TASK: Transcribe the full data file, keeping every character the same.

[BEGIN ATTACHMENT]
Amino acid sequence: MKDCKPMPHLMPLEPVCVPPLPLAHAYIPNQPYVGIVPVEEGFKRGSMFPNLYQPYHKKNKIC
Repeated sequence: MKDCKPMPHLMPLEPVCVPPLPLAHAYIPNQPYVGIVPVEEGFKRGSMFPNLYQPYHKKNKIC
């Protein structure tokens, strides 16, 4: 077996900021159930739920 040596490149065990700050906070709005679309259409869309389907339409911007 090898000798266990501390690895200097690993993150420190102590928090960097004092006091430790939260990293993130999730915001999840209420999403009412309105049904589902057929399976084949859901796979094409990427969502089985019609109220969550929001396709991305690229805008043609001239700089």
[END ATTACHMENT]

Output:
Amino acid sequence: MKDCKPMPHLMPLEPVCVPPLPLAHAYIPNQPYVGIVPVEEGFKRGSMFPNLYQPYHKKNKIC
Repeated sequence: MKDCKPMPHLMPLEPVCVPPLPLAHAYIPNQPYVGIVPVEEGFKRGSMFPNLYQPYHKKNKIC
């Protein structure tokens, strides 16, 4: 077996900021159930739920 040596490149065990700050906070709005679309259409869309389907339409911007 090898000798266990501390690895200097690993993150420190102590928090960097004092006091430790939260990293993130999730915001999840209420999403009412309105049904589902057929399976084949859901796979094409990427969502089985019609109220969550929001396709991305690229805008043609001239700089």